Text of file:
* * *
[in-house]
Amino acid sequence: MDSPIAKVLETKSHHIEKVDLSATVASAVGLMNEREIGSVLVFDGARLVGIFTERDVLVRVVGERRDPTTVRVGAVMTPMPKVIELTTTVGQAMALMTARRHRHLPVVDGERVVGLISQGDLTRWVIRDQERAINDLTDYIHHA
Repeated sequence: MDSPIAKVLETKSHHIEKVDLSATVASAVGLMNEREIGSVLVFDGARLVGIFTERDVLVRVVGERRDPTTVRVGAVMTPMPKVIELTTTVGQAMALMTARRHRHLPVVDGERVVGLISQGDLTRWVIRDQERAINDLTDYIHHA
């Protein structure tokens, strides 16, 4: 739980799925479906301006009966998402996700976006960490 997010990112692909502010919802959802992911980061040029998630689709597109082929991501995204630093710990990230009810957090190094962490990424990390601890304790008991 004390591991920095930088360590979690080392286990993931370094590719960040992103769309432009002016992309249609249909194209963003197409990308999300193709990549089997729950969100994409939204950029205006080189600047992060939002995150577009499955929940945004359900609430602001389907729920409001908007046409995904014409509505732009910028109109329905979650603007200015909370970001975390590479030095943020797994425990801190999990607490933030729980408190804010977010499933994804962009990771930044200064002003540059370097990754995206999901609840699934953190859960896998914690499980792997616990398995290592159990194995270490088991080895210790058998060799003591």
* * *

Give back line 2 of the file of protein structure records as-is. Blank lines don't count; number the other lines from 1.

Amino acid sequence: MDSPIAKVLETKSHHIEKVDLSATVASAVGLMNEREIGSVLVFDGARLVGIFTERDVLVRVVGERRDPTTVRVGAVMTPMPKVIELTTTVGQAMALMTARRHRHLPVVDGERVVGLISQGDLTRWVIRDQERAINDLTDYIHHA